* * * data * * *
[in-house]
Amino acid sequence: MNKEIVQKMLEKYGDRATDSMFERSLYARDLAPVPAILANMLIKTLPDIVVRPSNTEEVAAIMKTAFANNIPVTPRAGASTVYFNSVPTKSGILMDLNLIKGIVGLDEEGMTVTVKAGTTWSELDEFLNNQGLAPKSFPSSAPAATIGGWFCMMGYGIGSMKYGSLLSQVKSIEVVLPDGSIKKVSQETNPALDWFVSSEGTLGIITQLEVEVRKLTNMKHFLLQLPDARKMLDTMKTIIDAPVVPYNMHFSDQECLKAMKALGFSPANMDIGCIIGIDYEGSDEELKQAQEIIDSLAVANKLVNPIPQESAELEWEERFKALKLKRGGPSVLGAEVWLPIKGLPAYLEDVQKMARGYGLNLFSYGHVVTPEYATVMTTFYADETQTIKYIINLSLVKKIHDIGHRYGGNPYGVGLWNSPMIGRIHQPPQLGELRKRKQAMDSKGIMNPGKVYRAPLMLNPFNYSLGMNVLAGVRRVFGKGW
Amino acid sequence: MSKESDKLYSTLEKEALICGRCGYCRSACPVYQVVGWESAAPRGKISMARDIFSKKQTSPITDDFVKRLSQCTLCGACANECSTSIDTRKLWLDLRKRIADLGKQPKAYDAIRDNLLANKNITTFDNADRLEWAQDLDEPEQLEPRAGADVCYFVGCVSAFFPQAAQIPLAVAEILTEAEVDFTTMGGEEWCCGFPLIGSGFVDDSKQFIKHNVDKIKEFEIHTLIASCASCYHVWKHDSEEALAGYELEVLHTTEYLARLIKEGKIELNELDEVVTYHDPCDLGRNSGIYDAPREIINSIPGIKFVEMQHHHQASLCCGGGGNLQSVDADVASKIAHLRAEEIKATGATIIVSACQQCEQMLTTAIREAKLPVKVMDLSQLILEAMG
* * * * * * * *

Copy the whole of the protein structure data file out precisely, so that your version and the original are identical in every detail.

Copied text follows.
[in-house]
Amino acid sequence: MNKEIVQKMLEKYGDRATDSMFERSLYARDLAPVPAILANMLIKTLPDIVVRPSNTEEVAAIMKTAFANNIPVTPRAGASTVYFNSVPTKSGILMDLNLIKGIVGLDEEGMTVTVKAGTTWSELDEFLNNQGLAPKSFPSSAPAATIGGWFCMMGYGIGSMKYGSLLSQVKSIEVVLPDGSIKKVSQETNPALDWFVSSEGTLGIITQLEVEVRKLTNMKHFLLQLPDARKMLDTMKTIIDAPVVPYNMHFSDQECLKAMKALGFSPANMDIGCIIGIDYEGSDEELKQAQEIIDSLAVANKLVNPIPQESAELEWEERFKALKLKRGGPSVLGAEVWLPIKGLPAYLEDVQKMARGYGLNLFSYGHVVTPEYATVMTTFYADETQTIKYIINLSLVKKIHDIGHRYGGNPYGVGLWNSPMIGRIHQPPQLGELRKRKQAMDSKGIMNPGKVYRAPLMLNPFNYSLGMNVLAGVRRVFGKGW
Amino acid sequence: MSKESDKLYSTLEKEALICGRCGYCRSACPVYQVVGWESAAPRGKISMARDIFSKKQTSPITDDFVKRLSQCTLCGACANECSTSIDTRKLWLDLRKRIADLGKQPKAYDAIRDNLLANKNITTFDNADRLEWAQDLDEPEQLEPRAGADVCYFVGCVSAFFPQAAQIPLAVAEILTEAEVDFTTMGGEEWCCGFPLIGSGFVDDSKQFIKHNVDKIKEFEIHTLIASCASCYHVWKHDSEEALAGYELEVLHTTEYLARLIKEGKIELNELDEVVTYHDPCDLGRNSGIYDAPREIINSIPGIKFVEMQHHHQASLCCGGGGNLQSVDADVASKIAHLRAEEIKATGATIIVSACQQCEQMLTTAIREAKLPVKVMDLSQLILEAMG